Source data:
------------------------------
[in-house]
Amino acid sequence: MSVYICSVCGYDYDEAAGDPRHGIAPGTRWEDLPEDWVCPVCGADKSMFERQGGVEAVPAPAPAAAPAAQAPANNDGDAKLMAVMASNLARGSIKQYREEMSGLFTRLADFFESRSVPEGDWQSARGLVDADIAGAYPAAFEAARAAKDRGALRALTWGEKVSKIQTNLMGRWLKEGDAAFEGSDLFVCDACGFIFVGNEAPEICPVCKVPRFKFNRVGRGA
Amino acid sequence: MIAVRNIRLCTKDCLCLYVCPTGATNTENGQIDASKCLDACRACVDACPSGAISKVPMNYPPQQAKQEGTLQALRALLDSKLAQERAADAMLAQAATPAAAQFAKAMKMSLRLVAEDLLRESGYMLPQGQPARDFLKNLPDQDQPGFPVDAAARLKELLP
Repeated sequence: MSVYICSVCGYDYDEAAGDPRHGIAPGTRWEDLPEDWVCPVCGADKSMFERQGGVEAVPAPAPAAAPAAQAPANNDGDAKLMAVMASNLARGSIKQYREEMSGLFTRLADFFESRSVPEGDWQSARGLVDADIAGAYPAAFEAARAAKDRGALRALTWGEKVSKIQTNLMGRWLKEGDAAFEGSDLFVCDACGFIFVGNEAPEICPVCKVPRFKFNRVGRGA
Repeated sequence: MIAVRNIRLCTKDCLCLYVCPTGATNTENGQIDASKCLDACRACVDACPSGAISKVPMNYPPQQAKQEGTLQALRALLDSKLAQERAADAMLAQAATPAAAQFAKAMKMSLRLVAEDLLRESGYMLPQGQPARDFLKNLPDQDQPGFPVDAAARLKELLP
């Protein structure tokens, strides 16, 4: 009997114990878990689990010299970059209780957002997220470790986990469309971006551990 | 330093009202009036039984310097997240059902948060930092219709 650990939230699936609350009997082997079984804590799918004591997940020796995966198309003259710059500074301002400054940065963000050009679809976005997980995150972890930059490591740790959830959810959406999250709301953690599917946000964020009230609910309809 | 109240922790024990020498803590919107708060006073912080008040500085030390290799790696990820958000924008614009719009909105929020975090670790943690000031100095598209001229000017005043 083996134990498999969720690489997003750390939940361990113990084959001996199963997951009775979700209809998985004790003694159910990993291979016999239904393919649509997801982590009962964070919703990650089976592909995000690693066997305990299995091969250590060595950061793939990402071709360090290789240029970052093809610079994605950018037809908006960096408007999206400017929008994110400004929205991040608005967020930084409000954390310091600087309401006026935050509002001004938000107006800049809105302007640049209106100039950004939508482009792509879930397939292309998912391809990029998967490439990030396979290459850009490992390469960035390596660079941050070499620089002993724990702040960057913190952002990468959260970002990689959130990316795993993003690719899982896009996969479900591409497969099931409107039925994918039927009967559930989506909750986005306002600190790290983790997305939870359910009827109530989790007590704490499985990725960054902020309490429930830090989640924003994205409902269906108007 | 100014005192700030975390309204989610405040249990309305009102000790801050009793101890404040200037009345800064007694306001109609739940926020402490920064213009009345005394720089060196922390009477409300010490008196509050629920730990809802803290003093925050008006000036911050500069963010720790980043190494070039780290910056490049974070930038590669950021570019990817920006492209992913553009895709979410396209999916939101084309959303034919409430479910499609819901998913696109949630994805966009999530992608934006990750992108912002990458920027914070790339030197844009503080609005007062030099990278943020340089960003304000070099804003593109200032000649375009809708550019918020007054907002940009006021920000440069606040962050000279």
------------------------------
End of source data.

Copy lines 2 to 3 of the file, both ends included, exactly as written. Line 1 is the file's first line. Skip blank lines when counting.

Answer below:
Amino acid sequence: MSVYICSVCGYDYDEAAGDPRHGIAPGTRWEDLPEDWVCPVCGADKSMFERQGGVEAVPAPAPAAAPAAQAPANNDGDAKLMAVMASNLARGSIKQYREEMSGLFTRLADFFESRSVPEGDWQSARGLVDADIAGAYPAAFEAARAAKDRGALRALTWGEKVSKIQTNLMGRWLKEGDAAFEGSDLFVCDACGFIFVGNEAPEICPVCKVPRFKFNRVGRGA
Amino acid sequence: MIAVRNIRLCTKDCLCLYVCPTGATNTENGQIDASKCLDACRACVDACPSGAISKVPMNYPPQQAKQEGTLQALRALLDSKLAQERAADAMLAQAATPAAAQFAKAMKMSLRLVAEDLLRESGYMLPQGQPARDFLKNLPDQDQPGFPVDAAARLKELLP